Turkel applauded the recently introduced legislation in both chambers of Congress to seek accountability for China’s organ harvesting. If enacted, the proposal would allow the U.S. government to impose sanctions on individuals and government officials responsible for organ trafficking or organ harvesting.
Turkel said the international community must realize that the CCP is “a threat to Western civilization.” As for policymakers around the world, they must understand the threat in order to have an effective foreign policy dealing with Beijing.
“If you don’t recognize the danger that the CCP is posing, to the stability of civil rights, human rights, [and] religious freedom around the world, you will not be able to formulate an effective foreign policy to tackle [the] CCP threat,” Turkel said.
More importantly, Turkel said, China is exporting its “draconian surveillance system” to the countries, and that should be concerning.
Sheena Greitens, an associate professor at the Lyndon B. Johnson School of Public Affairs at the University of Texas at Austin, told a USCIRF hearing in July 2020 that China had exported surveillance technology platforms to 80 countries around the world, based on her research.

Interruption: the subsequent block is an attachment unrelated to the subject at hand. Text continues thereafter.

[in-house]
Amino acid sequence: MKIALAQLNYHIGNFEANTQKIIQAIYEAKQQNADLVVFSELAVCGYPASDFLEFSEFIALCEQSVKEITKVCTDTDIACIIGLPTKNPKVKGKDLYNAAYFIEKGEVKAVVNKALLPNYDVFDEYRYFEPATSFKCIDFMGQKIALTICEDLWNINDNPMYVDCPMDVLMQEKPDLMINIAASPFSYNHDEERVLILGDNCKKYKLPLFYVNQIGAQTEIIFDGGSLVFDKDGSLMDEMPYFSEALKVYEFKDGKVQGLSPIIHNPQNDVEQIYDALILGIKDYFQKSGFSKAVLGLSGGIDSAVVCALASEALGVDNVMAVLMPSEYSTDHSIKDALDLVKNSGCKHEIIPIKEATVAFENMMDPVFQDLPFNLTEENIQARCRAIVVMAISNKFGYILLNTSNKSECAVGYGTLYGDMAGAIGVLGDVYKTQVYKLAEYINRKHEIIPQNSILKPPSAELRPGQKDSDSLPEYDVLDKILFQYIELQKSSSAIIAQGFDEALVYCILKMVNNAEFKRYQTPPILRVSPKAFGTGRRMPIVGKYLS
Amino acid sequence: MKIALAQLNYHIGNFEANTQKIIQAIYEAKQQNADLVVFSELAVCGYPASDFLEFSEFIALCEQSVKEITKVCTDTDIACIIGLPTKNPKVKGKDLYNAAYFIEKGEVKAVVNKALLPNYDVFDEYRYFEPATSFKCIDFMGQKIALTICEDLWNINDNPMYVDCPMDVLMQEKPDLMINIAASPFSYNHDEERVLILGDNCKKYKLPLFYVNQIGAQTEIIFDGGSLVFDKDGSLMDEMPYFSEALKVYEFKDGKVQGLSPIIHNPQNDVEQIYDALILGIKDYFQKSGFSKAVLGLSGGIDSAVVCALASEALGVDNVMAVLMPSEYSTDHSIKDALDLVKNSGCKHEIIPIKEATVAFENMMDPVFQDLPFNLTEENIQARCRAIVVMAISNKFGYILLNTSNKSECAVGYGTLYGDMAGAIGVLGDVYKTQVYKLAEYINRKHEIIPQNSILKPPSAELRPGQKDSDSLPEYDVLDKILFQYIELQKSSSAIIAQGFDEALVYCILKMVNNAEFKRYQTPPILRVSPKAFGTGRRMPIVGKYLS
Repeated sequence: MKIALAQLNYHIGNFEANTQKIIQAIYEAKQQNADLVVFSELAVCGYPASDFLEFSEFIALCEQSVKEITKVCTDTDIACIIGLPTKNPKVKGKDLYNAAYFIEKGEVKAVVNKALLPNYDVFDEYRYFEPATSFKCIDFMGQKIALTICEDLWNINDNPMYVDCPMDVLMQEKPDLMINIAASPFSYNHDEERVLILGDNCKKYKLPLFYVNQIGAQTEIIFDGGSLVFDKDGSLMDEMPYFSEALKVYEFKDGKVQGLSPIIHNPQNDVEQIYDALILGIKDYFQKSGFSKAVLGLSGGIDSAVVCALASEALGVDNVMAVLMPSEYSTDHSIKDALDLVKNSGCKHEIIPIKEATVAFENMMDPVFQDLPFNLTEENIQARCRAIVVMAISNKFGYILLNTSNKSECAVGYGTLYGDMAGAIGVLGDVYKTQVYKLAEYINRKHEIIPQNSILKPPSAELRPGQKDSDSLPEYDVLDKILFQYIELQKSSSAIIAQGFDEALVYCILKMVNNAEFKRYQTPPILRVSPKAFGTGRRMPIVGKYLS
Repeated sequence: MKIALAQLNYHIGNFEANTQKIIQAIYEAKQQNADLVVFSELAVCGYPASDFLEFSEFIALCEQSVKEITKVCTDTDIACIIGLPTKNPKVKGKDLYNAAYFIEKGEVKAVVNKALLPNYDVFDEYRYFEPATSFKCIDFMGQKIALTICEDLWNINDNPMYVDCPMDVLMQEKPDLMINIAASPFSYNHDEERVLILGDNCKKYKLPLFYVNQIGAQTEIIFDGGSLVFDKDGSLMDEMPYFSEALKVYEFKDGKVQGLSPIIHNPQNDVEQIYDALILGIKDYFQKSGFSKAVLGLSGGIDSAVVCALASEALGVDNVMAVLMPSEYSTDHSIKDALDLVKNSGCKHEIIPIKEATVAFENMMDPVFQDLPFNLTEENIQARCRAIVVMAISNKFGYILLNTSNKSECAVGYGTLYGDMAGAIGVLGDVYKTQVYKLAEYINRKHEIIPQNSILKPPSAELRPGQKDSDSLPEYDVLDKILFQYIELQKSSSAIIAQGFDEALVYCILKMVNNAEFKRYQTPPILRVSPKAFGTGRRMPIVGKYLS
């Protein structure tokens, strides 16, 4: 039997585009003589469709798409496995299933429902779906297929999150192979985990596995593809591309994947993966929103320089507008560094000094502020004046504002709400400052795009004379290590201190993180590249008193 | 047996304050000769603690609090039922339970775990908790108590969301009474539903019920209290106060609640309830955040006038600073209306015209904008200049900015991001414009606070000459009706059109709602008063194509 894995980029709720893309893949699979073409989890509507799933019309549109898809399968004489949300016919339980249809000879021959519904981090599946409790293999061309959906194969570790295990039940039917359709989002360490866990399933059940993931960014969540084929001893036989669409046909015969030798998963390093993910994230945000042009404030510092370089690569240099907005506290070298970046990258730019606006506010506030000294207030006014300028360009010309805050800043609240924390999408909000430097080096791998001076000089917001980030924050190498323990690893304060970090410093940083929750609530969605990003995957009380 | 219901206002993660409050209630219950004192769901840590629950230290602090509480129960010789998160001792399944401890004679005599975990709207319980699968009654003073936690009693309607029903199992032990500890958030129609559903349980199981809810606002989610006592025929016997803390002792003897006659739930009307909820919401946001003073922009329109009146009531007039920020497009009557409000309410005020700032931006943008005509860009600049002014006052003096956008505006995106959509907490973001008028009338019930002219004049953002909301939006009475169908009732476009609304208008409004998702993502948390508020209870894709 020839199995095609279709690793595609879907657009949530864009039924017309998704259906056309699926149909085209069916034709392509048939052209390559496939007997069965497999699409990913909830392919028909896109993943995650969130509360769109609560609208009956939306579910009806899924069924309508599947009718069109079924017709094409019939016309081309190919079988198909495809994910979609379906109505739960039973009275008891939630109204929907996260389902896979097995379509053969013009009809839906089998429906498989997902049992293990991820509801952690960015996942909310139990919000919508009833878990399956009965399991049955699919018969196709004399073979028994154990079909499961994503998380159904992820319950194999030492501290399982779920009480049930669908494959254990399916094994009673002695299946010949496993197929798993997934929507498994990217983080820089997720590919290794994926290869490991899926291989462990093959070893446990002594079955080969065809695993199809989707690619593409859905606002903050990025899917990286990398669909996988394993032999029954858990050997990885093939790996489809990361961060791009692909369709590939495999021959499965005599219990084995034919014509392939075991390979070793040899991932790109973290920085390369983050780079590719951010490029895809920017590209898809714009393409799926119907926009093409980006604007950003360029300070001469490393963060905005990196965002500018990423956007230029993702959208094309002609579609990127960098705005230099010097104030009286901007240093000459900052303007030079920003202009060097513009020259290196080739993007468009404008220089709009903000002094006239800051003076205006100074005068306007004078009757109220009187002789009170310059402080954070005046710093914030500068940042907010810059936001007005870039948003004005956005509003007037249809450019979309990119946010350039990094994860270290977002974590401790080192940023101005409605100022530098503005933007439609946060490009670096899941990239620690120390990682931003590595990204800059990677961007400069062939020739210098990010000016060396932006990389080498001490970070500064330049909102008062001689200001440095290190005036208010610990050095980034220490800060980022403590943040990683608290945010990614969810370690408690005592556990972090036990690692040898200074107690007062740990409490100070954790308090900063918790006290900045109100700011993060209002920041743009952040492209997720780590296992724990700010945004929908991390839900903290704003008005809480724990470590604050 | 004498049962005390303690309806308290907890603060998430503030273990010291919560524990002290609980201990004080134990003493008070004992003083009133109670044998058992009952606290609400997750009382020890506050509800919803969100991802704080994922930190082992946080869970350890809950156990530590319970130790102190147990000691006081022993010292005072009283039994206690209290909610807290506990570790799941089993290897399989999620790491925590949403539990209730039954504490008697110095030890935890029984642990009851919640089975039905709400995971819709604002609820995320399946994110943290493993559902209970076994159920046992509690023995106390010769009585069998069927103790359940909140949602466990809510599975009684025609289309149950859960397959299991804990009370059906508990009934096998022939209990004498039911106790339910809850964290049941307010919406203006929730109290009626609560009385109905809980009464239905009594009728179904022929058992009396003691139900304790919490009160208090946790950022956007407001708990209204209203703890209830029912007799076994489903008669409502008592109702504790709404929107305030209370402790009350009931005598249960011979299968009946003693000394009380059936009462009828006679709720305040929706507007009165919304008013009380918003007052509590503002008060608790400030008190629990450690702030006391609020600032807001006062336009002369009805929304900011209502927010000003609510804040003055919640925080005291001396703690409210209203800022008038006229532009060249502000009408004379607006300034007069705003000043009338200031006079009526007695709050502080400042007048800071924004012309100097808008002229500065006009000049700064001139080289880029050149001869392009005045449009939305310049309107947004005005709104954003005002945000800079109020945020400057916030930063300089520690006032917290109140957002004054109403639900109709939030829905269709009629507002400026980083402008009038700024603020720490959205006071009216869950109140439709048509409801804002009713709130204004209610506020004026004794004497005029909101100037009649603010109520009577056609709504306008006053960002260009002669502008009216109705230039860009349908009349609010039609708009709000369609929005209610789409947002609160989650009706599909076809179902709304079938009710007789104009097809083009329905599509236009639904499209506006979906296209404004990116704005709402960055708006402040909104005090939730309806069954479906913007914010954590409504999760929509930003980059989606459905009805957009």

Most of these countries (pdf) were located in South America, Africa, the Middle East, and Asia, according to Greitens. The number of countries has risen sharply since 2014, when there were about 20 countries using China’s surveillance technology that year.
“Imagine that the Chinese way of surveilling its own population becomes [a] new normal. What does it mean for democracy? What does it mean for civil liberties? What does it mean for religious freedom around the world?” Turkel said.
Turkel compared the CCP to the Stasi, the infamous East German secret police.
“When you talk about [China’s] surveillance, this is East German Stasi with artificial intelligence [and] preemptive policing capabilities.
“If it’s not taken seriously, if it’s not stopped, this will become a much more serious problem for religious minorities around the world that many oppressive governments, authoritarian regimes, [and] dictatorships have already been using their own means and tools to suppress.”